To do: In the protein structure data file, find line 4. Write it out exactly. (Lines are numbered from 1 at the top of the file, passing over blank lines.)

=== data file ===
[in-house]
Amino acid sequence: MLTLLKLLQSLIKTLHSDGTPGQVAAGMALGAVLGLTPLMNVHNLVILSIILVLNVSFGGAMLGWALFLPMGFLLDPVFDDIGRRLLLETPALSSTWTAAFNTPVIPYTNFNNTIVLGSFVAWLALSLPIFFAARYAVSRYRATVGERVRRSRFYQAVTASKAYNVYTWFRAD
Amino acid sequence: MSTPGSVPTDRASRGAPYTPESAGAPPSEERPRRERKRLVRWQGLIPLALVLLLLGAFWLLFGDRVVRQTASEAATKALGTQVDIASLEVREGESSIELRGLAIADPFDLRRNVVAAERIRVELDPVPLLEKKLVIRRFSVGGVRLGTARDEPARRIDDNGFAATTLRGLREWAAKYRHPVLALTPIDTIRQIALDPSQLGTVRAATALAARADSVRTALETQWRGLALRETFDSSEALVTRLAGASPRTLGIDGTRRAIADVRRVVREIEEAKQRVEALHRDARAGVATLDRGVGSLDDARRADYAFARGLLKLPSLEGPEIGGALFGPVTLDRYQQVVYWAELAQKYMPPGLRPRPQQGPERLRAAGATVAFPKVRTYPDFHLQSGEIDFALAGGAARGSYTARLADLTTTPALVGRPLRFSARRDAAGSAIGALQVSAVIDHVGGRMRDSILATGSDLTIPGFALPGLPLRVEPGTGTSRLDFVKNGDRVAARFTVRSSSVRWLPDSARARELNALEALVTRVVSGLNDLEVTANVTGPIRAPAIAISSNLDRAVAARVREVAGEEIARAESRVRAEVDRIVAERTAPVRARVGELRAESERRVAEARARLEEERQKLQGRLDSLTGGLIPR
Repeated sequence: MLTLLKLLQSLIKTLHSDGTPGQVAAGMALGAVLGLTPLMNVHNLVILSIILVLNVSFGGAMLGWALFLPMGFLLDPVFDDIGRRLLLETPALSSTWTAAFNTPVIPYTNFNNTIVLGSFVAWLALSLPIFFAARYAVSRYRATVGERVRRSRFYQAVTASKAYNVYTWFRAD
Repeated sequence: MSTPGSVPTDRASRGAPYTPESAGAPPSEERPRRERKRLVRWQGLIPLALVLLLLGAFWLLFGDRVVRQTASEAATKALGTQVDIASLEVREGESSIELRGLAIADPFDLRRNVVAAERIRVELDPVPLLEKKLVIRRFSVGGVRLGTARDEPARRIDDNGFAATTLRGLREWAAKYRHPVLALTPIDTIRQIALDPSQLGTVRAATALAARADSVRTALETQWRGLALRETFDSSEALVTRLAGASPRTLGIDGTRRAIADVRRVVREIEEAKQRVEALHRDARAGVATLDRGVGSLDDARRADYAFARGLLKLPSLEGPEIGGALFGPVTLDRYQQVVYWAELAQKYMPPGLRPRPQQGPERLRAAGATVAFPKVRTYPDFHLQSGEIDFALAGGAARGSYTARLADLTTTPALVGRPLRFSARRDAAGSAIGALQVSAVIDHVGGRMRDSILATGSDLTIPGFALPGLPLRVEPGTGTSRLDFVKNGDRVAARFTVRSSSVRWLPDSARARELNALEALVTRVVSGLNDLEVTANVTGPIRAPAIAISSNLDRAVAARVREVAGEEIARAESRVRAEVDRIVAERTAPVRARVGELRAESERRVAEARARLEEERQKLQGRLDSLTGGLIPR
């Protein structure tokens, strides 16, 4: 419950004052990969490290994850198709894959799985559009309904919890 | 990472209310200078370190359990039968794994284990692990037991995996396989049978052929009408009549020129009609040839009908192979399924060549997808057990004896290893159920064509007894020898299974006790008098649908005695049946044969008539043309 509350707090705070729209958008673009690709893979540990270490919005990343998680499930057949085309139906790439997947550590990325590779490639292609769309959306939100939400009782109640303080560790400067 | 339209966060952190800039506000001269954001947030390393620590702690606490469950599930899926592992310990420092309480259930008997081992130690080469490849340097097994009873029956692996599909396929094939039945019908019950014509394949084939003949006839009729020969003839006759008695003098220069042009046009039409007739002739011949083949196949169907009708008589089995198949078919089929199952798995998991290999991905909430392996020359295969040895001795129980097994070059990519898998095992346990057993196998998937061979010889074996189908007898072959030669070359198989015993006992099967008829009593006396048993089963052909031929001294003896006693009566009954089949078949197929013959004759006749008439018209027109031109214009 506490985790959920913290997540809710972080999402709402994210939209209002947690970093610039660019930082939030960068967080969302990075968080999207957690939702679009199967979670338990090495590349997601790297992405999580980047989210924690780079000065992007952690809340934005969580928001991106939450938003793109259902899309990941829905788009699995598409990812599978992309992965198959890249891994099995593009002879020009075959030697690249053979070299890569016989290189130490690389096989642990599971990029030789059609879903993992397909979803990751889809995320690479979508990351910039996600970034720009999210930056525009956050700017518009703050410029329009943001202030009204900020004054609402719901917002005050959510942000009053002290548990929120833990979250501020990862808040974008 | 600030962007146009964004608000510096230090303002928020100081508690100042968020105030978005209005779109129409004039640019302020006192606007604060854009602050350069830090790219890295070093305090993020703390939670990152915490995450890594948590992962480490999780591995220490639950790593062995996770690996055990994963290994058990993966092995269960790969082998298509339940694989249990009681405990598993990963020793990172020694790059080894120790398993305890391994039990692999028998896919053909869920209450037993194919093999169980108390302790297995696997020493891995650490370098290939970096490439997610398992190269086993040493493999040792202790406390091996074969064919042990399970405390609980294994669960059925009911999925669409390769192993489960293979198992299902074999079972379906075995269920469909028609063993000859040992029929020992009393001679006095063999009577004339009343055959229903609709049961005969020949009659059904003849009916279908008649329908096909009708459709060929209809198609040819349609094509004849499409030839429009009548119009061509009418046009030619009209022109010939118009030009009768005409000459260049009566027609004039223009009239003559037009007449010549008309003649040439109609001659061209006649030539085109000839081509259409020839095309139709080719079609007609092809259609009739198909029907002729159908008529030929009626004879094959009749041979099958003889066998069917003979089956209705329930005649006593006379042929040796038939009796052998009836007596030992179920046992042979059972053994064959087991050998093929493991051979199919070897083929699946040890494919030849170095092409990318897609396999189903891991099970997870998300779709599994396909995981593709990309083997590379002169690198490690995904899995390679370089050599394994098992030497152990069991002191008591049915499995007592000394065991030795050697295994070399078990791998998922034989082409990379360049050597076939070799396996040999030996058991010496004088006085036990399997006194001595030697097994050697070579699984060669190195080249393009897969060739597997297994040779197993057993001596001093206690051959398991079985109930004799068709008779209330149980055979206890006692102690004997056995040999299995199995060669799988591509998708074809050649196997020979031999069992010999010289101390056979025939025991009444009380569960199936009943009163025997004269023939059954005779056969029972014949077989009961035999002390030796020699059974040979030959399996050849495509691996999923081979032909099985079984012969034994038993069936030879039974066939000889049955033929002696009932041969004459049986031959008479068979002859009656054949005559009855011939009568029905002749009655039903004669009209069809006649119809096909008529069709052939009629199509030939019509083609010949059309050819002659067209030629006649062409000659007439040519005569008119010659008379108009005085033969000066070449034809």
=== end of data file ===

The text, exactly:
Repeated sequence: MLTLLKLLQSLIKTLHSDGTPGQVAAGMALGAVLGLTPLMNVHNLVILSIILVLNVSFGGAMLGWALFLPMGFLLDPVFDDIGRRLLLETPALSSTWTAAFNTPVIPYTNFNNTIVLGSFVAWLALSLPIFFAARYAVSRYRATVGERVRRSRFYQAVTASKAYNVYTWFRAD